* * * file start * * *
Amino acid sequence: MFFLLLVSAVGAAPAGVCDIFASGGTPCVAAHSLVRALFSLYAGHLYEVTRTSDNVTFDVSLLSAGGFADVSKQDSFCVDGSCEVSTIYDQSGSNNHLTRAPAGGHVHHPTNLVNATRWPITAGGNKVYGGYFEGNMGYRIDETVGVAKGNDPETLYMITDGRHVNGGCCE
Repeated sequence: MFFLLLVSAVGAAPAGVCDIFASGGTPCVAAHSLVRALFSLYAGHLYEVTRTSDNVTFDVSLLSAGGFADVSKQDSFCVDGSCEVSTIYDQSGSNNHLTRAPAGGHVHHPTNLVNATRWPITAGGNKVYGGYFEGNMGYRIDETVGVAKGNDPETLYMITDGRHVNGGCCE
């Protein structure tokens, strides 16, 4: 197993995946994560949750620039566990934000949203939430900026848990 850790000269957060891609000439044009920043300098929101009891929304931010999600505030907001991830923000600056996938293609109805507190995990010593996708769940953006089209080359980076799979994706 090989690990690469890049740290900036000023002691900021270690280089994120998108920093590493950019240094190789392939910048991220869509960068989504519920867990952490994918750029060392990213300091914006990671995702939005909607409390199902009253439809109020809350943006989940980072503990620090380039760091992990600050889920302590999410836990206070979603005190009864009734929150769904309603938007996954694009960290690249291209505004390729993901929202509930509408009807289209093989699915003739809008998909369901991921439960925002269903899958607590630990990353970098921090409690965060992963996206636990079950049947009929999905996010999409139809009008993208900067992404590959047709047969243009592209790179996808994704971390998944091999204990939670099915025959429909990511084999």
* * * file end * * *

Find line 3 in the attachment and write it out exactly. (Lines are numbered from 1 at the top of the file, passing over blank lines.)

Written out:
């Protein structure tokens, strides 16, 4: 197993995946994560949750620039566990934000949203939430900026848990 850790000269957060891609000439044009920043300098929101009891929304931010999600505030907001991830923000600056996938293609109805507190995990010593996708769940953006089209080359980076799979994706 090989690990690469890049740290900036000023002691900021270690280089994120998108920093590493950019240094190789392939910048991220869509960068989504519920867990952490994918750029060392990213300091914006990671995702939005909607409390199902009253439809109020809350943006989940980072503990620090380039760091992990600050889920302590999410836990206070979603005190009864009734929150769904309603938007996954694009960290690249291209505004390729993901929202509930509408009807289209093989699915003739809008998909369901991921439960925002269903899958607590630990990353970098921090409690965060992963996206636990079950049947009929999905996010999409139809009008993208900067992404590959047709047969243009592209790179996808994704971390998944091999204990939670099915025959429909990511084999």